ASOS says they share data with ‘marketing agencies, advertising partners and website hosts…affiliates who help us reach out to potential new customers or promote our products on their websites…also provide third parties with aggregated and anonymised information and analytics about our customers’.


Berlin-based Zalando is one of the largest European retailers, having reached revenue of 6.48 billion euros in 2019. As such, they collect enormous amounts of data from its customers.

What data do they collect?

Name and contact details, age, gender and region; brands and styles you’re interested in; your social media if you connect to it; any public profile information ‘from external advertising partners’

Do they share your data for advertising purposes?

Yes. Although Zalando’s privacy policy is quite hard to understand as they don’t use the words ‘share’ or ‘sell’, it’s definite that they at least share your data. They state that ‘We…use your data for personalised advertising presented to you in Zalando’s services and on other providers’ websites and apps’. Zalando’s privacy policy says they share data with ‘advertising partners’. A helpful list of all the cookies they use also shows Google, Facebook, Adobe, Bing, and Econda- all of these companies use marketing cookies on Zalando for advertising purposes.


With over 5 million UK customers, Boohoo is an extremely popular clothing retailer known for being affordable and up-to-date with the latest fashion trends. Less positively, Boohoo has recently made a couple of big news headings (unrelated to data protection) about its worker exploitation in sweatshops and lack of sustainability.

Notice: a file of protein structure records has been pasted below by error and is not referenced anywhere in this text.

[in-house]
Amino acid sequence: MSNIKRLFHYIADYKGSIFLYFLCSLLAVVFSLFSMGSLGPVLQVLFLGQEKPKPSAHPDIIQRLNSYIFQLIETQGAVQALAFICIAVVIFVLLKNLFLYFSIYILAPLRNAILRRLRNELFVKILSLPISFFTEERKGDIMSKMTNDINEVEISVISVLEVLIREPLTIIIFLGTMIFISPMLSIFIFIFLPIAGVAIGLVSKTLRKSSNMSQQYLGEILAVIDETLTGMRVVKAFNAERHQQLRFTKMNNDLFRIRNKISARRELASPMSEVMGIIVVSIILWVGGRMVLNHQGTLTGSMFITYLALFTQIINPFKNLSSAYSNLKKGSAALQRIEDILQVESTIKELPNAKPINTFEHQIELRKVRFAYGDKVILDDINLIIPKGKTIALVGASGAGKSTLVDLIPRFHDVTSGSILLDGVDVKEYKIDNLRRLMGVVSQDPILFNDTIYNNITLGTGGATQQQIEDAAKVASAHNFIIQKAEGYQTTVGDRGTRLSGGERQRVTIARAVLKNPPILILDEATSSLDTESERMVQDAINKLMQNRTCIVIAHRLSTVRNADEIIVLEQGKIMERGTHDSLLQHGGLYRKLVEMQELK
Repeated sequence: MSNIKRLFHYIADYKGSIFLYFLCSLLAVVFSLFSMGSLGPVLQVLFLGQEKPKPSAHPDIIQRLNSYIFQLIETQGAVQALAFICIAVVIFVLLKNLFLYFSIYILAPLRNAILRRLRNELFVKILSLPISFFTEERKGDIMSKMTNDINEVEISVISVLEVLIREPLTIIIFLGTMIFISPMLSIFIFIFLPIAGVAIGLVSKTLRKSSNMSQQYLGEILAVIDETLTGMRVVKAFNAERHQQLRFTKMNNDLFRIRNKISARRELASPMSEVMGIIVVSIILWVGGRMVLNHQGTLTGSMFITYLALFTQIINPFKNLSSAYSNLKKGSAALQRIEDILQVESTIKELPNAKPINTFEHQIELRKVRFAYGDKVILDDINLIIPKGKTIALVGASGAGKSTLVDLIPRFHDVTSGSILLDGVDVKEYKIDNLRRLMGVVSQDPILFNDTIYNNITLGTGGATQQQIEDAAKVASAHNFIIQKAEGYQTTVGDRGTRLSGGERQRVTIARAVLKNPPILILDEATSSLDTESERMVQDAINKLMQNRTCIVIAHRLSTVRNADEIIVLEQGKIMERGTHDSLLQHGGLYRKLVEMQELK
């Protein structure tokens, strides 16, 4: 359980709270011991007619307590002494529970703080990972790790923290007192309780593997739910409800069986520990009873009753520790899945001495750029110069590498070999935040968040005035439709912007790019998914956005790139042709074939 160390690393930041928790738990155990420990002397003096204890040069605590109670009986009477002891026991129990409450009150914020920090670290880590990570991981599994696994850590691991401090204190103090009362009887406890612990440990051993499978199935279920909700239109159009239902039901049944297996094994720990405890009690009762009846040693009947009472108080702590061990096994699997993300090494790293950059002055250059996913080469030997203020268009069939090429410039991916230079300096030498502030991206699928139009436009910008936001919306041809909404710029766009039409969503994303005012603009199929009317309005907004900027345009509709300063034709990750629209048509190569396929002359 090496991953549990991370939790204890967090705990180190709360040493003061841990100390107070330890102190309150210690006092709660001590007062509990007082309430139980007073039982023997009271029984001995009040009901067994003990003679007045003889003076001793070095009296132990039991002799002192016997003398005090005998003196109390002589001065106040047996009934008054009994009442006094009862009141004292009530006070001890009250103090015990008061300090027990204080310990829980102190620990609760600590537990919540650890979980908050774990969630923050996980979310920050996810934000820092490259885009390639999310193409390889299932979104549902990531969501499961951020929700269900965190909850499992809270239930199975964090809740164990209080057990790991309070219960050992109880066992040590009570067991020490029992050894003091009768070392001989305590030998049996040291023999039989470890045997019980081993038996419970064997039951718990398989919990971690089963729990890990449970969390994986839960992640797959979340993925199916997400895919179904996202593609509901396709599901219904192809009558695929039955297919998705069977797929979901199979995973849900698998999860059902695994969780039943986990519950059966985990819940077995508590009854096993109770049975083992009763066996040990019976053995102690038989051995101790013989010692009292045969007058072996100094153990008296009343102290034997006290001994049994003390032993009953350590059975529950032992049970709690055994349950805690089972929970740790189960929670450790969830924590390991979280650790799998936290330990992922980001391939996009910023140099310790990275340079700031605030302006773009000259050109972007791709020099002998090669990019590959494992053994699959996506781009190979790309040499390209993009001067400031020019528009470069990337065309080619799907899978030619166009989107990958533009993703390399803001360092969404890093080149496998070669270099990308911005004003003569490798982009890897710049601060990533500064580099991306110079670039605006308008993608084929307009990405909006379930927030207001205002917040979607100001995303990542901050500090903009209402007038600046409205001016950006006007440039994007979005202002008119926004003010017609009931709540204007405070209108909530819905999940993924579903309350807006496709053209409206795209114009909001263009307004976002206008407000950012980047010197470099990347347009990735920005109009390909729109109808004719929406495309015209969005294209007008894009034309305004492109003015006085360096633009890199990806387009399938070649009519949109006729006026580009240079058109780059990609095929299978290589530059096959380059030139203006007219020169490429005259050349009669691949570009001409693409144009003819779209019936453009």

What data do they collect?

How and when you use the site; name, gender and contact details; occupation and location; social media if you log in using it; order and search history, and your style interests; browser type and version; weblogs and other communication data

Do they share your data for advertising purposes?

Yes. Again, they don’t ‘sell’ your data, but they do share it. In their privacy policy they say that they use a variety of analytics and targeted advertising tools in order to serve ‘relevant’ ads to you on other websites and apps. For example, if you click to view a yellow pair of shoes on the Boohoo site, then move on to read an online article on a different site next without buying them, an ad for those yellow shoes might pop up on the side of the site you’re now on.